The government has prepared a draft “Special Tourism Policy” with the participation of about 60 institutions including ministries and private sector groups.
Thourn Sinan – chairman of IMCT (International Management Cooperation Team) Co Ltd and the Pacific Asia Travel Association Cambodia Chapter (PATACC), sees tourism policy as hugely important in guiding the recovery of the Kingdom’s tourism sector, arguably the industry hardest hit by the Covid-19 pandemic.
The Post sat down with Sinan to discuss the new policy and several issues related to the post-pandemic recovery of the tourism sector.
The government has been preparing a draft “Policy on Special Tourism” with widespread consultation. What do you think about the policy?
I am grateful to the government for establishing the policy – I think it will be beneficial for Cambodia and will attract investment as well as long-stay tourists.
However, I have some points that I would like the government to consider. I know that in this project, they have offered a minimum of 100ha to investors. I think they should consider lowering the requirement to 10ha, as it would attract more local investment.
They should also clarify exactly what rights those who invest in these special zones will have.
I support the decision to not allow these zones in border areas, but would like to know what nationality the government is expecting to invest.
How do these special tourist zones differ from ordinary resorts?
The difference is that the special tourist zone refers to a newly developed place which combines nature and new housing. Guests will be able to purchase holiday homes here and stay much longer than regular tourists.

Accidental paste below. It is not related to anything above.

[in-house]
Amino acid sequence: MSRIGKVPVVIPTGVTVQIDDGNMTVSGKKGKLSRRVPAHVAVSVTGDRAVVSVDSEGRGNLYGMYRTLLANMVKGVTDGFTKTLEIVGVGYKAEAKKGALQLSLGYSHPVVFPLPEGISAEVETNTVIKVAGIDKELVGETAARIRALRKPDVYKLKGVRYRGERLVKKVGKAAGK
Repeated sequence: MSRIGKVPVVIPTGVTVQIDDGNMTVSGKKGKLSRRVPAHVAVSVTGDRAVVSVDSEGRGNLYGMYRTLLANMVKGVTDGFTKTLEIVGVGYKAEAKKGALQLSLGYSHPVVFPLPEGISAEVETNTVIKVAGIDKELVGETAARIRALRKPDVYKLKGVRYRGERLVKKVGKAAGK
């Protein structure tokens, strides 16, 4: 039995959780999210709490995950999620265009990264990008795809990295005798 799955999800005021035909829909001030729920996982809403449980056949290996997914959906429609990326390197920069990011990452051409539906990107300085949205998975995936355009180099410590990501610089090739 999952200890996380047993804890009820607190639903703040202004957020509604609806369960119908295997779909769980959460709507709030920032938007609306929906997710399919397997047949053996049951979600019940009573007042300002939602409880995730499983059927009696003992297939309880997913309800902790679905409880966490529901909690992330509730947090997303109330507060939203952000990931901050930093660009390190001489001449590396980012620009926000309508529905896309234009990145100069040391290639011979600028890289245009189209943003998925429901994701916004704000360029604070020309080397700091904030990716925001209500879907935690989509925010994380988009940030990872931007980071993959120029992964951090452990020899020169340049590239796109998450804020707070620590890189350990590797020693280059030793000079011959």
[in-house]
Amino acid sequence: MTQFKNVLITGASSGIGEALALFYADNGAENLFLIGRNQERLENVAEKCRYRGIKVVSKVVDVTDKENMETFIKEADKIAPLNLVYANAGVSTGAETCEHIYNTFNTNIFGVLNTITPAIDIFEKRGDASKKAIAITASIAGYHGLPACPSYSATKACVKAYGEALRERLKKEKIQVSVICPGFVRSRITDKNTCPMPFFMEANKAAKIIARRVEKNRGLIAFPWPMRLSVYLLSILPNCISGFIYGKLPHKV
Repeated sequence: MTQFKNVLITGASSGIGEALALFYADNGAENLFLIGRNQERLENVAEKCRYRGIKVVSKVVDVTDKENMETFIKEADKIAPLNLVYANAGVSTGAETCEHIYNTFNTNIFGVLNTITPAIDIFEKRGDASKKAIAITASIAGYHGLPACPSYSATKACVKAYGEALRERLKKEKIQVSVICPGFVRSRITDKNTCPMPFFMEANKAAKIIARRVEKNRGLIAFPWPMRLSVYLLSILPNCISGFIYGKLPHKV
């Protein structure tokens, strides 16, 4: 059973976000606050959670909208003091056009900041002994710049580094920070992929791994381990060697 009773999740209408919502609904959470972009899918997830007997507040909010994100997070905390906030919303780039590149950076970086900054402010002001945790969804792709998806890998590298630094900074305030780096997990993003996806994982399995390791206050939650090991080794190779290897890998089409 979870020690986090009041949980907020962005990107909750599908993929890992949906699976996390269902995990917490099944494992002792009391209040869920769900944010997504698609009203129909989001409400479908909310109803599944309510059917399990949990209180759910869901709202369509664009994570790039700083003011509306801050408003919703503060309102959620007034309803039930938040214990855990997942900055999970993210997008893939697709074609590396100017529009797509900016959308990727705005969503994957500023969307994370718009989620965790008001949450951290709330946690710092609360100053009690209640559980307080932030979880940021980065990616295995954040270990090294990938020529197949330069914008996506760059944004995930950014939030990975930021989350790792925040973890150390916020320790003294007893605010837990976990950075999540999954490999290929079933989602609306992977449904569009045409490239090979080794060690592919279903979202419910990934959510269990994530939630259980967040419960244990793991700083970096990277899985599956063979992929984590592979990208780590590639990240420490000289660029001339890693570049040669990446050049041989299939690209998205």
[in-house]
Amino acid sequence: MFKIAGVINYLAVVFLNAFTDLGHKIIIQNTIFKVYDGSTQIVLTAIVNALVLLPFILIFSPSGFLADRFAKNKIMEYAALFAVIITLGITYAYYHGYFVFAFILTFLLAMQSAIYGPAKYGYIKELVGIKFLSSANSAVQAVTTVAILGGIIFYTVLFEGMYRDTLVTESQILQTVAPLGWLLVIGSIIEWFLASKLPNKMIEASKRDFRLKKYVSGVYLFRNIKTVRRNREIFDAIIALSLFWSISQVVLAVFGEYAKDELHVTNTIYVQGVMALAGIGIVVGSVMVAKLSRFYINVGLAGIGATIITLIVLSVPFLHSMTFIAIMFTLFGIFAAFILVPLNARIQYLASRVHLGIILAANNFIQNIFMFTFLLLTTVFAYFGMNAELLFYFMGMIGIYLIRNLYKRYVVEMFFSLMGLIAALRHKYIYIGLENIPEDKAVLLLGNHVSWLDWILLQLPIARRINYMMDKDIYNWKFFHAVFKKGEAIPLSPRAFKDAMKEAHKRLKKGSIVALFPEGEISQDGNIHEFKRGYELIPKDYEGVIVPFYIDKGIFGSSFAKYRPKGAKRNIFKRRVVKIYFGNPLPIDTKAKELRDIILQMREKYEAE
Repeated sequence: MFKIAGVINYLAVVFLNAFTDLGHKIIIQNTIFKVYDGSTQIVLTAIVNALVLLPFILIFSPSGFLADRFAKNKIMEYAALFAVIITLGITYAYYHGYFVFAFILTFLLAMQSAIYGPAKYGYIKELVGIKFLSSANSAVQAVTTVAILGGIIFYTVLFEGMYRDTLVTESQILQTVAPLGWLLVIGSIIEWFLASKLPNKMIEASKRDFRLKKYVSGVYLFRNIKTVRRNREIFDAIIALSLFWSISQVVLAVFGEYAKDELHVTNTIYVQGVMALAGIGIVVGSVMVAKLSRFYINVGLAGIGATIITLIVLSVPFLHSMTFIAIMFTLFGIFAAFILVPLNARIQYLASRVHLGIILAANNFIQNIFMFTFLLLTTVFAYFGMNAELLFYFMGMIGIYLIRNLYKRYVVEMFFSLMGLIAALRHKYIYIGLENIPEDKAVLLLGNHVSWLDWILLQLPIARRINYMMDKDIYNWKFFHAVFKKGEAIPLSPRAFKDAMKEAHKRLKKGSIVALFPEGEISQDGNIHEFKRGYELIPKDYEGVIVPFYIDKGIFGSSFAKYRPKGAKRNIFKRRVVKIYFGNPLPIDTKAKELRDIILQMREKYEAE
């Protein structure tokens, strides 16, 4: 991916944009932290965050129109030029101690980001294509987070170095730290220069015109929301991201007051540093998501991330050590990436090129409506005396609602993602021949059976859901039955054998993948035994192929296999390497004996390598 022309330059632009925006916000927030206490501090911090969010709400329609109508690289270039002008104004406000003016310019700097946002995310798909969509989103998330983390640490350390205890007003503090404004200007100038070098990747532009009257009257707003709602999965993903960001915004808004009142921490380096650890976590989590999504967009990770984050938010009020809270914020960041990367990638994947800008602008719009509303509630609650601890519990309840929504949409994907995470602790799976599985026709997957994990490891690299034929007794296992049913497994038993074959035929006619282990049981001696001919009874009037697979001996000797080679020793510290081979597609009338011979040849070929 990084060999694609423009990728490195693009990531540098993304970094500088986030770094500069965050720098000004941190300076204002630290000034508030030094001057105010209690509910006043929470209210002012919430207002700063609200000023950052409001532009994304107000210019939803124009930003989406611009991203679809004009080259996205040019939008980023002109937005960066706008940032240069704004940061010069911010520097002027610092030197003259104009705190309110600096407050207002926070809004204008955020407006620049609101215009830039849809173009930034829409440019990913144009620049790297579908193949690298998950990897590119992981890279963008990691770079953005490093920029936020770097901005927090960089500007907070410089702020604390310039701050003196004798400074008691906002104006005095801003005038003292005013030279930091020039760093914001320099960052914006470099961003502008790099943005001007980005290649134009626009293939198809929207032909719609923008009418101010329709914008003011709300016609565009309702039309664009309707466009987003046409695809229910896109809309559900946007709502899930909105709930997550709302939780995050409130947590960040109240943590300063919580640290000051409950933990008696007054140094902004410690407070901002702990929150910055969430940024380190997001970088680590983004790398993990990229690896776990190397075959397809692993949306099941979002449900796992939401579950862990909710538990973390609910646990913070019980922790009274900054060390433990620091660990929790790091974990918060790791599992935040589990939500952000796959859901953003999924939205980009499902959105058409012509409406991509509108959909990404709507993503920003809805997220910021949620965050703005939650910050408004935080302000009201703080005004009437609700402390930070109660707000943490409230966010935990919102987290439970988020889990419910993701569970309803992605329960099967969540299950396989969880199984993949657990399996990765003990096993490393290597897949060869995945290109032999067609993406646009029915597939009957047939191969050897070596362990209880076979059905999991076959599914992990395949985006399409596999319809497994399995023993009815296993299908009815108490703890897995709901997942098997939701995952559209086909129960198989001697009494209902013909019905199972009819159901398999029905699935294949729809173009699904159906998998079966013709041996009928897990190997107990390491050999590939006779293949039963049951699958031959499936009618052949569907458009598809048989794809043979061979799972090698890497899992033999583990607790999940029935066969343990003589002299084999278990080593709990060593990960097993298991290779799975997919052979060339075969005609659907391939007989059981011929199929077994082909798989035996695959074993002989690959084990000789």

What are your expectations for this policy, and will the private sector benefit from it?
Not only the private sector but also the indirect state will benefit greatly from this policy. As we all know, there are more than 4 million expats living in Thailand. Every year, the families of these expats visit Thailand, providing a significant boost to tourist numbers. This is a major benefit of having long term tourists.
How long do you expect it to be before international tourist numbers are restored to their pre-Covid-19 numbers?
Back in 2020, I said we would need 5 years to recover. If the pandemic ended that year, by 2025 it would have returned to normal.
Unfortunately, this was not the way it played out. The Covid virus mutating into new variants and the outbreak of an entirely new virus – monkeypox – would have delayed recovery on their own, of course. But they are now combined with the conflict in Ukraine and tensions between China and Taiwan.
These factors have had huge effects on the recovery of travel and tourism. If these crises are solved this year, I think a five to seven year recovery is likely.
What additional policies could the government implement to attract more foreign tourists to Cambodia?
I would like to see comprehensive ASEAN cooperation. We should be looking to exchange visitors more easily – especially as large nations like China, South Korea and Japan remain closed.
India has recently opened its borders. And I think the government should be pushing to grow that market. We should be looking to prepare tourism products that specifically target Indian tourists.
Obviously, this the digital age, and the government should embrace that. It might be a good strategy to invite foreign influencers to tourist sites in the Kingdom, as their followers often emulate their vacations. The government should assign a budget for digital marketing to ensure its campaign goes well.
As a tourism expert, how would you describe conditions in Cambodia to potential international visitors?
I urge international visitors to return. Cambodia was one of the first countries to offer exemptions from complex travel requirements and is completely reopened.
It is also worth pointing out that Cambodia is less densely populated than many parts of the world and has one of the highest vaccination rates of any nation. Covid-19 is effectively under control here, making Cambodia one of the safest places in the world to travel to. It is also reasonably priced, so I would expect that many international travelers would consider visiting.
Naturally, I encourage domestic tourists to use this opportunity to visit the Kingdom’s tourist attractions rather than travel abroad.